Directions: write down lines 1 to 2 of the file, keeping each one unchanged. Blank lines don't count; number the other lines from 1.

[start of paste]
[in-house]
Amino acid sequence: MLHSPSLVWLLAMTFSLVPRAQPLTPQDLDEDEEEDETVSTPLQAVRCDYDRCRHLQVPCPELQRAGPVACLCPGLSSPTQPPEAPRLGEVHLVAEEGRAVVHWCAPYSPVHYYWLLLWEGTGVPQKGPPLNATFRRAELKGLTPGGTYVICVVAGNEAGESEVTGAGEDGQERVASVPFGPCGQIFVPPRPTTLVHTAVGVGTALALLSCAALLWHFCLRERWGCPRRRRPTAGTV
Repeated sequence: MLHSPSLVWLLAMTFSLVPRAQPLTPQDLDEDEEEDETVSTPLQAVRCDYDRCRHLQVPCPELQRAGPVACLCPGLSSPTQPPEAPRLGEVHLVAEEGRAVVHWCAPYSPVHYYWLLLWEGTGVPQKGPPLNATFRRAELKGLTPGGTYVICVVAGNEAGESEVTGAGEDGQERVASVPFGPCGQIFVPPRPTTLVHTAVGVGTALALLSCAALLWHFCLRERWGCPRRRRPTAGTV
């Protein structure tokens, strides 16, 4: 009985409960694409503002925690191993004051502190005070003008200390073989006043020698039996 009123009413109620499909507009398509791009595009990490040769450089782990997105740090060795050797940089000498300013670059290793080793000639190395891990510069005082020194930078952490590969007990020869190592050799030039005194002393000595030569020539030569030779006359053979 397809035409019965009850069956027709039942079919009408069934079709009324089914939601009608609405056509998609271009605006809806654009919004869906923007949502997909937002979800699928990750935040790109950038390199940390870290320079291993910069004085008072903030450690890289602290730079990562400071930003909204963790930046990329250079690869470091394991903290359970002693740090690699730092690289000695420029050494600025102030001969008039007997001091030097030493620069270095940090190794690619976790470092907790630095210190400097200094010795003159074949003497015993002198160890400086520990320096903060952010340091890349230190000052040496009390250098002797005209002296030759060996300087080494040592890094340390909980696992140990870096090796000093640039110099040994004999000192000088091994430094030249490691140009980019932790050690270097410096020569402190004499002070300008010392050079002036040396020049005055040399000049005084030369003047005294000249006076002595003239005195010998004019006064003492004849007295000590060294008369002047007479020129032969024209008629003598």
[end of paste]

[in-house]
Amino acid sequence: MLHSPSLVWLLAMTFSLVPRAQPLTPQDLDEDEEEDETVSTPLQAVRCDYDRCRHLQVPCPELQRAGPVACLCPGLSSPTQPPEAPRLGEVHLVAEEGRAVVHWCAPYSPVHYYWLLLWEGTGVPQKGPPLNATFRRAELKGLTPGGTYVICVVAGNEAGESEVTGAGEDGQERVASVPFGPCGQIFVPPRPTTLVHTAVGVGTALALLSCAALLWHFCLRERWGCPRRRRPTAGTV